Boogie Woogie (IFC) – In Duncan Ward’s low-key spoof of the modern art world, a snaky art dealer desperately wants to buy the famed Piet Mondrian painting that gives his movie its title. The lunacy of big money being thrown around for art is given an amusing workout by a slate of game actors who put over what begins promisingly then degenerates into repetitiveness, the fault of both Ward and screenwriter Danny Moynihan. Still, simply attempting such an arcane comic enterprise deserves our respect and, with Danny Huston leading the way as the art dealer (the rest of the cast comprises Gillian Anderson, Heather Graham, Alan Cumming, Christopher Lee, Charlotte Rampling and Stellan Skarsgard), Boogie Woogie decently does its job. The superb Blu-ray transfer is unfortunately the lone extra.
Coco Chanel & Igor Stravinsky (Sony) – After a terrific opening that recreates the riot accompanying the premiere of Igor Stravinsky’s The Rite of Spring in Paris in 1913 (which designer Coco Chanel attended), Jan Kounen’s biopic becomes conventionally romantic. The movie doesn’t excuse its lovers’ adulterous behavior, even if Igor's music began pouring out once the affair began—and Coco, too, becomes inspired creatively, coming up with her famous Chanel No. 5. Anna Mouglalis, a strikingly handsome woman, more physically resembles the real Coco than Audrey Tautou, who played her in Coco Before Chanel. However, the intense Mads Mikkelsen, brawny and broad-shouldered, looks nothing like the short, thin composer. Unlike Chris Greenhalgh’s book—which begins and ends on the day Coco dies—the movie briefly shows the former lovers long after their affair, a confusing sequence that reveals bad old-age makeup. This hi-def release aces the visual test; the lone extra is a making-of featurette.
Delicatessen (LionsGate) - Jean-Pierre Jeunet and Marc Caro's fantastical tale about a family serving up Sweeney Todd-like meat dishes was followed by the even more visually outlandish The City of Lost Children. Jeunet then directed Alien Resurrection, Amelie and A Very Long Engagement, proving that the exquisitely twisted “look” of the first film probably owes more to his sensibility. If you’re looking for coherence, you’re in the wrong place; like Belgian Terry Gilliams, Jeunet and Caro are more interested in hitting on indelible images of their own, which the good (but not quite top-notch) hi-def transfer shows off: it’s the best-looking Delicatessen around. Extras include Jeunet's commentary and archives; The Making of Delicatessen; and a retrospective feature.
Forbidden Planet (Warners) – In this 1956 sci-fi classic, a U.S. spaceship touches down on an alien planet light-years from earth, where a mad scientist, his beautiful daughter and robot named Robby are living. Soon, astronauts are killed, the ship's captain falls in love with the daughter, and the nods to The Tempest become too overwhelming. For its time, there’s a primitive charm to the whole enterprise, and knowing Shakespeare can either help or hinder your fun. Leslie Nielsen, Walter Pidgeon and Anne Francis remain straight-faced throughout, while director Fred M. Wilcox imaginatively utilizes the widescreen space and what were then state-of-the-art effects: today, the first-rate Blu-ray image only accentuates their horrible cheesiness. Still, that’s part of the charm of a 54-year-old movie. Extras include the second feature starring Robby, The Invisible Boy; an hour-long documentary about 50s sci-fi flicks, Watch the Skies!; cast interviews; deleted scenes and lost footage.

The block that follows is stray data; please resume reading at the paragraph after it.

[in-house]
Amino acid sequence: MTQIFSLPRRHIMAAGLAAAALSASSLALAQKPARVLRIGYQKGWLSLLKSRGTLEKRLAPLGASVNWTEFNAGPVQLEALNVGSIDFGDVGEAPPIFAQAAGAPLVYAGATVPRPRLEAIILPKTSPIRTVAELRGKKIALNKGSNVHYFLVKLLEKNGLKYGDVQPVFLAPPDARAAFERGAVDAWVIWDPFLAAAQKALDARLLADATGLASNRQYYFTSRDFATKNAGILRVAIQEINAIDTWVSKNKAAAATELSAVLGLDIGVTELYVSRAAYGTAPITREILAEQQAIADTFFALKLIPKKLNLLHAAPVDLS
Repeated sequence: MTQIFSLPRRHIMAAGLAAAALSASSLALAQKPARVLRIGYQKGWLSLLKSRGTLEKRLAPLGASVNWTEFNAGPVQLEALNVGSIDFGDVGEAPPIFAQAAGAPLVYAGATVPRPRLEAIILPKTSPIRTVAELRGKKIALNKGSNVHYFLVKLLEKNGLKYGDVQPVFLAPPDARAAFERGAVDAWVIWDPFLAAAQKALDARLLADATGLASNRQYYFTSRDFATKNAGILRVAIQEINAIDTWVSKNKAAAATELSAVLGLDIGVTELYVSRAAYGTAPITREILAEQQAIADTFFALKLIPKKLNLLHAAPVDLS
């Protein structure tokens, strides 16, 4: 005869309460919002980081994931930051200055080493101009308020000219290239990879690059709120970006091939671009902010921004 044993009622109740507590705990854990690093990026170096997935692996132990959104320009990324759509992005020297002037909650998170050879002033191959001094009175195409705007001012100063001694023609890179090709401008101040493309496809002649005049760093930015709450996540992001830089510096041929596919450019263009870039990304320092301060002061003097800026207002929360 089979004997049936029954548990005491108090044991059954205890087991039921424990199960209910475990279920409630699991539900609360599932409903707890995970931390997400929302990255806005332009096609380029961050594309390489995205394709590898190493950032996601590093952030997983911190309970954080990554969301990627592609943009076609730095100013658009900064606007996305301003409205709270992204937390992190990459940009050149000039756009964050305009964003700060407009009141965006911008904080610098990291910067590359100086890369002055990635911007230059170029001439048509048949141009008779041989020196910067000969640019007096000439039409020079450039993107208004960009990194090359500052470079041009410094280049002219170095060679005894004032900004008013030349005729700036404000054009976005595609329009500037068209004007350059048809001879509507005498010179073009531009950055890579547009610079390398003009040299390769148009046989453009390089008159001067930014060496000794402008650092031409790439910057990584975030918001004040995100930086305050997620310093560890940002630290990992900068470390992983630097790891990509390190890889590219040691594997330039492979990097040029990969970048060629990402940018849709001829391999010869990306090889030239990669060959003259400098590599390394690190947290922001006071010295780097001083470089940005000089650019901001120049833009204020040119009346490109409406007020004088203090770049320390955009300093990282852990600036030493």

Janeane Garofalo: If You Will (Image) - Though an unapologetic liberal, the humor of Janeane Garofalo is based more on observations of the everyday or the mundane, if you will. (Her reiteration of that last phrase gives this disc its title.) Onstage in Seattle, Garofalo delivers an hilarious set that’s not much different from when I saw her at Manhattan’s Comix last April. No matter: her artlessness—epitomized by her omnipresent onstage notebook—comes from artful timing, and she always delivers the goods. The Blu-ray image’s sharpness puts her many tattoos front and center, if that’s your thing; otherwise, the lone extras are short comic videos.
The Killer Inside Me (IFC) – Michael Winterbottom’s disturbingly clinical study of a deputy whose placid exterior masks darker impulses is dominated by Casey Affleck's intense performance. His affair with a prostitute unleashes his violent streak, and after beating the poor woman to death—in a scene less shocking for its brutality than for what it does to one of Hollywood’s most beautiful faces, Jessica Alba’s—he plays cat-and-mouse, daring others to find him guilty of his heinous crimes. Despite Winterbottom’s skillful direction and Affleck’s acting, The Killer Inside Me fades from memory as soon as the man's final fantasy of forgiveness and martyrdom explodes. Winterbottom’s pristine compositions—many shadowy interiors and nighttime sequences—include deep blacks that are realized superbly on Blu-ray. Extras are slim: three short making-of clips featuring Affleck, Alba and Kate Hudson.